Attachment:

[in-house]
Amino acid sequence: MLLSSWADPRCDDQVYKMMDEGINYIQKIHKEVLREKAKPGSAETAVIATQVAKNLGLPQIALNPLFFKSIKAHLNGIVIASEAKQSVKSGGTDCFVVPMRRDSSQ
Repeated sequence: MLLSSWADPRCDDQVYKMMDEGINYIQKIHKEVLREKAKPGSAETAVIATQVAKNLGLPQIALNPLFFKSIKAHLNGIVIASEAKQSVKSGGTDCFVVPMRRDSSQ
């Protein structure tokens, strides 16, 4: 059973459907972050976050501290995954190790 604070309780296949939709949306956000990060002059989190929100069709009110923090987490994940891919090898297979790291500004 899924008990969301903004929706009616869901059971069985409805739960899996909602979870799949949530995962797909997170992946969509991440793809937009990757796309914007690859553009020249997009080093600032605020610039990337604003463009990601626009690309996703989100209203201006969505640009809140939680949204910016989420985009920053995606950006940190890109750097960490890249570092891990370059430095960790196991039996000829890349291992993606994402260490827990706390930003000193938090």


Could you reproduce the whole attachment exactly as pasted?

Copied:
[in-house]
Amino acid sequence: MLLSSWADPRCDDQVYKMMDEGINYIQKIHKEVLREKAKPGSAETAVIATQVAKNLGLPQIALNPLFFKSIKAHLNGIVIASEAKQSVKSGGTDCFVVPMRRDSSQ
Repeated sequence: MLLSSWADPRCDDQVYKMMDEGINYIQKIHKEVLREKAKPGSAETAVIATQVAKNLGLPQIALNPLFFKSIKAHLNGIVIASEAKQSVKSGGTDCFVVPMRRDSSQ
């Protein structure tokens, strides 16, 4: 059973459907972050976050501290995954190790 604070309780296949939709949306956000990060002059989190929100069709009110923090987490994940891919090898297979790291500004 899924008990969301903004929706009616869901059971069985409805739960899996909602979870799949949530995962797909997170992946969509991440793809937009990757796309914007690859553009020249997009080093600032605020610039990337604003463009990601626009690309996703989100209203201006969505640009809140939680949204910016989420985009920053995606950006940190890109750097960490890249570092891990370059430095960790196991039996000829890349291992993606994402260490827990706390930003000193938090």